Drug-induced liver injury (DILI) is one of the main reasons for drug withdrawal from the market, and a cause of worldwide morbidity. Although several issues on DILI are still unsolved, there have been significant advances in new definitions and diagnosis tools. DILI is the result of a complex interaction between genetic and environmental factors, and constitutes an expanding area of investigation. DILI can mimic virtually all known hepatopathies, including vascular disorders and liver tumours. As part of this broad spectrum of clinical presentations, DILI severity ranges from asymptomatic elevations of aminotransferases to acute liver failure. Although biomarkers are emerging as valuable diagnostic tools, they are not available in clinical practice. Accurate DILI diagnosis is a challenging issue, particularly the establishing of causal relationships with the culprit agent and the exclusion of competing causes of liver injury. Given that the understanding of the mechanisms inducing DILI is growing, and both DILI causality assessment scales and the performance of international DILI networks have been improved, hepatotoxicity may be recognised earlier in clinical practice. In this review, advances and results obtained by DILI registries around the world, case characterisations, particularly those relevant to newer definitions in DILI, and the behaviour of chronic liver disease induced by drugs will be updated. In addition, recently published data on herbal and dietary supplements and new predictive scores for acute liver failure assessment will also be discussed.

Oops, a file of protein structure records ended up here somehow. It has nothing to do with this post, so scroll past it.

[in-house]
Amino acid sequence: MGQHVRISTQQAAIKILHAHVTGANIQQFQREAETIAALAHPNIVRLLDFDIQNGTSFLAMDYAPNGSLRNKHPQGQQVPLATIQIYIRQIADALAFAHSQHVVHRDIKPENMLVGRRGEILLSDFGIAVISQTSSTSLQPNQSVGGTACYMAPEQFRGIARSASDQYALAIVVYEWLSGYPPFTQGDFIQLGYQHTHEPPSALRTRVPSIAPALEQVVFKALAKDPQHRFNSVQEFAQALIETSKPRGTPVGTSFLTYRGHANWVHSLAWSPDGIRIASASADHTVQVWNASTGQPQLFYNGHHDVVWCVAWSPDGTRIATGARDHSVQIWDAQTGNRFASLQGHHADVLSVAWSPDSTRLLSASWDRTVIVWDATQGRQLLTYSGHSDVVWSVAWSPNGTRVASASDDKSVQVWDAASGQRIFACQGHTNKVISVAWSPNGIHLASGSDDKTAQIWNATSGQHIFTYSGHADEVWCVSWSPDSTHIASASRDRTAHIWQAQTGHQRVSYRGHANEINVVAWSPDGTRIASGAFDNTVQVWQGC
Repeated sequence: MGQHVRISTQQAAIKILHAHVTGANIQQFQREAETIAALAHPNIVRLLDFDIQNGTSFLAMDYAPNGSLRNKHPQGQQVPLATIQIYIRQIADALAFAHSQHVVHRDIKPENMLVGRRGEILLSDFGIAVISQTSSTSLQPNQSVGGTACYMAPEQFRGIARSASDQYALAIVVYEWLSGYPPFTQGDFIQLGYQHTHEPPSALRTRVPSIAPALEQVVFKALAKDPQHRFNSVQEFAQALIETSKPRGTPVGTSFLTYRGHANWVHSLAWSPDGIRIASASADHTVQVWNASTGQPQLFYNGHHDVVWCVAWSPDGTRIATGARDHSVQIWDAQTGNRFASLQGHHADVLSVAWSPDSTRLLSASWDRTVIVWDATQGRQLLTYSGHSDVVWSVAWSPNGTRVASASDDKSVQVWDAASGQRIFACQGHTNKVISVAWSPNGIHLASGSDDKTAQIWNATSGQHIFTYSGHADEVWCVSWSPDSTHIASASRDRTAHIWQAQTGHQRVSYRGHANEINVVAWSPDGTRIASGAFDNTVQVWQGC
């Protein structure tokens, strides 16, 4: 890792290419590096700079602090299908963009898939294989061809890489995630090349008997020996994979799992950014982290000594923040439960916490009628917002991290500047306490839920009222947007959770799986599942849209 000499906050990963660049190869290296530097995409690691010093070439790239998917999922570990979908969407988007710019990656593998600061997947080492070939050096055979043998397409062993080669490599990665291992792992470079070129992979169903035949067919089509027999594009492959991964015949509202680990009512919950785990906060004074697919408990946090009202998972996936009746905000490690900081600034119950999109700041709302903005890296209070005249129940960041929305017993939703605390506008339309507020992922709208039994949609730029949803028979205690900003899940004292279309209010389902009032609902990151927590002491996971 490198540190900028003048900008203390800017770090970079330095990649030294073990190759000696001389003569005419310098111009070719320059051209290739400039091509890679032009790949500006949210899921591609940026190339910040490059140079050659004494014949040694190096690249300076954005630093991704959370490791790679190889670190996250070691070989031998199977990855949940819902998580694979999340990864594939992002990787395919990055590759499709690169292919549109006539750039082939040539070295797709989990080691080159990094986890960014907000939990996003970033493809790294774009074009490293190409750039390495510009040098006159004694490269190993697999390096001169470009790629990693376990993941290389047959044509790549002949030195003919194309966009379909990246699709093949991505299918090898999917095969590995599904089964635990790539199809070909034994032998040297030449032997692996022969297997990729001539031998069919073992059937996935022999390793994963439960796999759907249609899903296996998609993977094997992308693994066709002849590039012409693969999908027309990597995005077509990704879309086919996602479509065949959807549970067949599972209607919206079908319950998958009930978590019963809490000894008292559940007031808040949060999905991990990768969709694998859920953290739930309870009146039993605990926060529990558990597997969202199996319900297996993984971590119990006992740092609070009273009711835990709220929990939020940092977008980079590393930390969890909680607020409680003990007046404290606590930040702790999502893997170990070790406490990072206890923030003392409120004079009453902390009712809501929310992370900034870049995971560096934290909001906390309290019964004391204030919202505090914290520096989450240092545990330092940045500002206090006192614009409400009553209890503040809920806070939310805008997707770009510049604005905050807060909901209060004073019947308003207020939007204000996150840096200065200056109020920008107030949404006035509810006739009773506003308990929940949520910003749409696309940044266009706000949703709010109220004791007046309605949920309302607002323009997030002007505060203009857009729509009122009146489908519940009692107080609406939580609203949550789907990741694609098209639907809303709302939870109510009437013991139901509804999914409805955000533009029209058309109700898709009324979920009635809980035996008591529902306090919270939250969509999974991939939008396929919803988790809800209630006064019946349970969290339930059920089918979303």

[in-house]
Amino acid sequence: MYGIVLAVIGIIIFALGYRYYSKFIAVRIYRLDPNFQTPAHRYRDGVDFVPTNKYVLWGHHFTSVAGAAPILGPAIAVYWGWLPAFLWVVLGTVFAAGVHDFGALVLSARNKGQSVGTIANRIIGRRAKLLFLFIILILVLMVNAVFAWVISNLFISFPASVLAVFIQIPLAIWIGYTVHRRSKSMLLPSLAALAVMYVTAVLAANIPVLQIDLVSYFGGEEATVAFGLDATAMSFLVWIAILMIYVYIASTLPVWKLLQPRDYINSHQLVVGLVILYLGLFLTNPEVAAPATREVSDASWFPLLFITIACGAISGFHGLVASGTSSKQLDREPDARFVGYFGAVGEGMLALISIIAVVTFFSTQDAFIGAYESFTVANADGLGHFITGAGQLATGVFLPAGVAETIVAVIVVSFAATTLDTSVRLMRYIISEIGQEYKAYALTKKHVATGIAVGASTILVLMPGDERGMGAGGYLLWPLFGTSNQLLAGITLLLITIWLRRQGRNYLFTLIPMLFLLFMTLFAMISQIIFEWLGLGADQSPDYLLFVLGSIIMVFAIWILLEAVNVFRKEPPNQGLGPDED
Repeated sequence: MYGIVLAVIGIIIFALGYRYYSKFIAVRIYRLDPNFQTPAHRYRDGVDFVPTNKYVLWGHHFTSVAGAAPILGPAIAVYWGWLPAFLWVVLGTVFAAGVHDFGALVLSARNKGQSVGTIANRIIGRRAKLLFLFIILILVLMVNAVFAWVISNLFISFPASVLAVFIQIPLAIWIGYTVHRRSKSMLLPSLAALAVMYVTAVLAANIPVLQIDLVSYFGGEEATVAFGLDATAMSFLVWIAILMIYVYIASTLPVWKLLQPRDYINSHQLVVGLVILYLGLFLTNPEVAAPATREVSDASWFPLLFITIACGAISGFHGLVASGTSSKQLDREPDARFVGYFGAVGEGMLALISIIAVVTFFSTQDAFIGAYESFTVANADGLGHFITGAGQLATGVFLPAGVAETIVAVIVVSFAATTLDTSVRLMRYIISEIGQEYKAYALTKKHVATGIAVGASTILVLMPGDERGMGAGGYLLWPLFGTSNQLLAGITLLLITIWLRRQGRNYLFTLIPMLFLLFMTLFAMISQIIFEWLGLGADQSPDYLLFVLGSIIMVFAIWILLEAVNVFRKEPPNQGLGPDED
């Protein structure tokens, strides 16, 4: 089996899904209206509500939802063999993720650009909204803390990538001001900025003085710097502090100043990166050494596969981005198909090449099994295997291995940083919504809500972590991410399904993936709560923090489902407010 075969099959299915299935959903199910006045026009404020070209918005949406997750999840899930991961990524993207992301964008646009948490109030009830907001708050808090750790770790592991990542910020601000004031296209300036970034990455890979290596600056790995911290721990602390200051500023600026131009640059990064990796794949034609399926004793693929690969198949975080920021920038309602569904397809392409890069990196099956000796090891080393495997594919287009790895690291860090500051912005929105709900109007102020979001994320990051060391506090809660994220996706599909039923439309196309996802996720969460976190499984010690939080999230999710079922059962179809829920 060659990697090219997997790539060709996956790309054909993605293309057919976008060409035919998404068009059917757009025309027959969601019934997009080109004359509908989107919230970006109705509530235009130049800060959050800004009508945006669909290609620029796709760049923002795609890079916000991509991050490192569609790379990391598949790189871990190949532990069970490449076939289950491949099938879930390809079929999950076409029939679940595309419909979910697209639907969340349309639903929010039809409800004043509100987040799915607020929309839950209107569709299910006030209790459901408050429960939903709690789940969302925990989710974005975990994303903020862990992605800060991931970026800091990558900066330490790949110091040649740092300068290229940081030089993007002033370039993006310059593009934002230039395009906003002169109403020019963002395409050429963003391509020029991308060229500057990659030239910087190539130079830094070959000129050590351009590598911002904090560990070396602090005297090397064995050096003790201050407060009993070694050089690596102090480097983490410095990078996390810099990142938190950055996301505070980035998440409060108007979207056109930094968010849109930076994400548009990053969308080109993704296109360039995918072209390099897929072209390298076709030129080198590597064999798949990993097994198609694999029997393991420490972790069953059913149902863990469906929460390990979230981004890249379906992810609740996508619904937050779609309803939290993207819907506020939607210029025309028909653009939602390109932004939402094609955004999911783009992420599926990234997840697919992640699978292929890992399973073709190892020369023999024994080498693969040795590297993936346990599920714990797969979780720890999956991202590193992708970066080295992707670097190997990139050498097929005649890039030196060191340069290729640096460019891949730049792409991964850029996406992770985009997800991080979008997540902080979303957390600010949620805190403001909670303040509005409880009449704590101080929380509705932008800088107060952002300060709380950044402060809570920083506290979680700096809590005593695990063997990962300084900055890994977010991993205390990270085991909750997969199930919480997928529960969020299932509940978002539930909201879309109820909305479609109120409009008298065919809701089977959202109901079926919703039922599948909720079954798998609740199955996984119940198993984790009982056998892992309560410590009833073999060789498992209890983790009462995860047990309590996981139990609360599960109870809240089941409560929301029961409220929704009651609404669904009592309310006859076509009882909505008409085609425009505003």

- drug-induced liver injury
- acute liver failure and cholestasis
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Contributors FB proposed the title, designed the outline, contributed by writing part of the manuscript and submitted the review. NH and YP made up the tables and wrote a part of the manuscript. All the authors reviewed literature regarding recent advances in DILI, read and approved the final manuscript.
Funding The authors have not declared a specific grant for this research from any funding agency in the public, commercial or not-for-profit sectors.
Competing interests None declared.
Patient consent for publication Not required.
Provenance and peer review Commissioned; externally peer reviewed.